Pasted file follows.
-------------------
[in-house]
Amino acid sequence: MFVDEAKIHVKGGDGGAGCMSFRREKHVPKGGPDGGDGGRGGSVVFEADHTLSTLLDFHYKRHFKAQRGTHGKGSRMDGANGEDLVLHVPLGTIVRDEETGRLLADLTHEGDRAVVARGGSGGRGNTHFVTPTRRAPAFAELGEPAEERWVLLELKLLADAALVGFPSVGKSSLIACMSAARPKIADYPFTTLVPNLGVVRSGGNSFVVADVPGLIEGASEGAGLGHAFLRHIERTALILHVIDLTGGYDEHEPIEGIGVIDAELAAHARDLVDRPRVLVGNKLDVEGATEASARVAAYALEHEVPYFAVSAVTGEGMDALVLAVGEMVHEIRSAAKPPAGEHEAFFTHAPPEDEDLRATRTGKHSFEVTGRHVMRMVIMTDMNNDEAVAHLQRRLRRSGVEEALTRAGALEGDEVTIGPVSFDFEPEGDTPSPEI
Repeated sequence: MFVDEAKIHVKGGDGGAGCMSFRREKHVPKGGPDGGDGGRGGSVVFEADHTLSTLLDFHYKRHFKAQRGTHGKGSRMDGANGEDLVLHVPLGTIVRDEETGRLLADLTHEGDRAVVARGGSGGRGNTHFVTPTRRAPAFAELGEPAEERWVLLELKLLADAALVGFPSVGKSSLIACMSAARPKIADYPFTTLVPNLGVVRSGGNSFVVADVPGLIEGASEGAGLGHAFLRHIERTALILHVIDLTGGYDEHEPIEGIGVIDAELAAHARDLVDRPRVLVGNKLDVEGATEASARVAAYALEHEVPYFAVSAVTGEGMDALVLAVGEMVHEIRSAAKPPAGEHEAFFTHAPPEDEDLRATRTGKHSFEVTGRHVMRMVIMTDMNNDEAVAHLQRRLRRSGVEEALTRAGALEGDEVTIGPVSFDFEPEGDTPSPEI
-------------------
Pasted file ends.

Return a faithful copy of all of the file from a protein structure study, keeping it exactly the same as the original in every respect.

[in-house]
Amino acid sequence: MFVDEAKIHVKGGDGGAGCMSFRREKHVPKGGPDGGDGGRGGSVVFEADHTLSTLLDFHYKRHFKAQRGTHGKGSRMDGANGEDLVLHVPLGTIVRDEETGRLLADLTHEGDRAVVARGGSGGRGNTHFVTPTRRAPAFAELGEPAEERWVLLELKLLADAALVGFPSVGKSSLIACMSAARPKIADYPFTTLVPNLGVVRSGGNSFVVADVPGLIEGASEGAGLGHAFLRHIERTALILHVIDLTGGYDEHEPIEGIGVIDAELAAHARDLVDRPRVLVGNKLDVEGATEASARVAAYALEHEVPYFAVSAVTGEGMDALVLAVGEMVHEIRSAAKPPAGEHEAFFTHAPPEDEDLRATRTGKHSFEVTGRHVMRMVIMTDMNNDEAVAHLQRRLRRSGVEEALTRAGALEGDEVTIGPVSFDFEPEGDTPSPEI
Repeated sequence: MFVDEAKIHVKGGDGGAGCMSFRREKHVPKGGPDGGDGGRGGSVVFEADHTLSTLLDFHYKRHFKAQRGTHGKGSRMDGANGEDLVLHVPLGTIVRDEETGRLLADLTHEGDRAVVARGGSGGRGNTHFVTPTRRAPAFAELGEPAEERWVLLELKLLADAALVGFPSVGKSSLIACMSAARPKIADYPFTTLVPNLGVVRSGGNSFVVADVPGLIEGASEGAGLGHAFLRHIERTALILHVIDLTGGYDEHEPIEGIGVIDAELAAHARDLVDRPRVLVGNKLDVEGATEASARVAAYALEHEVPYFAVSAVTGEGMDALVLAVGEMVHEIRSAAKPPAGEHEAFFTHAPPEDEDLRATRTGKHSFEVTGRHVMRMVIMTDMNNDEAVAHLQRRLRRSGVEEALTRAGALEGDEVTIGPVSFDFEPEGDTPSPEI